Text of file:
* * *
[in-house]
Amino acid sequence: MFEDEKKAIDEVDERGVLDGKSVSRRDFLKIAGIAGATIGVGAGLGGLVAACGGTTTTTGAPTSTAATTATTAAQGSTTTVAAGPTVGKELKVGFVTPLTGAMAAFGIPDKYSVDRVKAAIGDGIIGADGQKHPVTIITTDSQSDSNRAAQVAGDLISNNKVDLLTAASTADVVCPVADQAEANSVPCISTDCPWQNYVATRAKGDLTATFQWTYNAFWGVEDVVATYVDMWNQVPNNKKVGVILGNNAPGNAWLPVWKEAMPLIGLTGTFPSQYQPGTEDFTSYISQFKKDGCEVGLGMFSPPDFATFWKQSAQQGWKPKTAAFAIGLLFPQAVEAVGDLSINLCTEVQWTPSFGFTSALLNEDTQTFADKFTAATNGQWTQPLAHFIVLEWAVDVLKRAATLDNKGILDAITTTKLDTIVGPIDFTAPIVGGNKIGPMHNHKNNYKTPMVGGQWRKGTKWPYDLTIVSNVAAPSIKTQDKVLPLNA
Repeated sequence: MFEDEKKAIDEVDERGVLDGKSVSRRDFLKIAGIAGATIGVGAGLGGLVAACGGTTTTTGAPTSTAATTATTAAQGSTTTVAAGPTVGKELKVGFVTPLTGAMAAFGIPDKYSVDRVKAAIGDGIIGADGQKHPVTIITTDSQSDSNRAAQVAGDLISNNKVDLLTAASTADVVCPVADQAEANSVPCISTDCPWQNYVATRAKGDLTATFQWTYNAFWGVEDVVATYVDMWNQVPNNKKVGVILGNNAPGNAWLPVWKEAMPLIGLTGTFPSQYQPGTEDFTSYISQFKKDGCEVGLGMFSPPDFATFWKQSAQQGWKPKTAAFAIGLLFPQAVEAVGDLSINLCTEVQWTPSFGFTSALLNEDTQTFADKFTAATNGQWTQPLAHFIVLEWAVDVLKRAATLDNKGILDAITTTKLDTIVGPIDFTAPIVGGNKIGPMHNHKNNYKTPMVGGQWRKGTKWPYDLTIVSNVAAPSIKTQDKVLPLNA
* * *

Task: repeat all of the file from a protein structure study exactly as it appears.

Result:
[in-house]
Amino acid sequence: MFEDEKKAIDEVDERGVLDGKSVSRRDFLKIAGIAGATIGVGAGLGGLVAACGGTTTTTGAPTSTAATTATTAAQGSTTTVAAGPTVGKELKVGFVTPLTGAMAAFGIPDKYSVDRVKAAIGDGIIGADGQKHPVTIITTDSQSDSNRAAQVAGDLISNNKVDLLTAASTADVVCPVADQAEANSVPCISTDCPWQNYVATRAKGDLTATFQWTYNAFWGVEDVVATYVDMWNQVPNNKKVGVILGNNAPGNAWLPVWKEAMPLIGLTGTFPSQYQPGTEDFTSYISQFKKDGCEVGLGMFSPPDFATFWKQSAQQGWKPKTAAFAIGLLFPQAVEAVGDLSINLCTEVQWTPSFGFTSALLNEDTQTFADKFTAATNGQWTQPLAHFIVLEWAVDVLKRAATLDNKGILDAITTTKLDTIVGPIDFTAPIVGGNKIGPMHNHKNNYKTPMVGGQWRKGTKWPYDLTIVSNVAAPSIKTQDKVLPLNA
Repeated sequence: MFEDEKKAIDEVDERGVLDGKSVSRRDFLKIAGIAGATIGVGAGLGGLVAACGGTTTTTGAPTSTAATTATTAAQGSTTTVAAGPTVGKELKVGFVTPLTGAMAAFGIPDKYSVDRVKAAIGDGIIGADGQKHPVTIITTDSQSDSNRAAQVAGDLISNNKVDLLTAASTADVVCPVADQAEANSVPCISTDCPWQNYVATRAKGDLTATFQWTYNAFWGVEDVVATYVDMWNQVPNNKKVGVILGNNAPGNAWLPVWKEAMPLIGLTGTFPSQYQPGTEDFTSYISQFKKDGCEVGLGMFSPPDFATFWKQSAQQGWKPKTAAFAIGLLFPQAVEAVGDLSINLCTEVQWTPSFGFTSALLNEDTQTFADKFTAATNGQWTQPLAHFIVLEWAVDVLKRAATLDNKGILDAITTTKLDTIVGPIDFTAPIVGGNKIGPMHNHKNNYKTPMVGGQWRKGTKWPYDLTIVSNVAAPSIKTQDKVLPLNA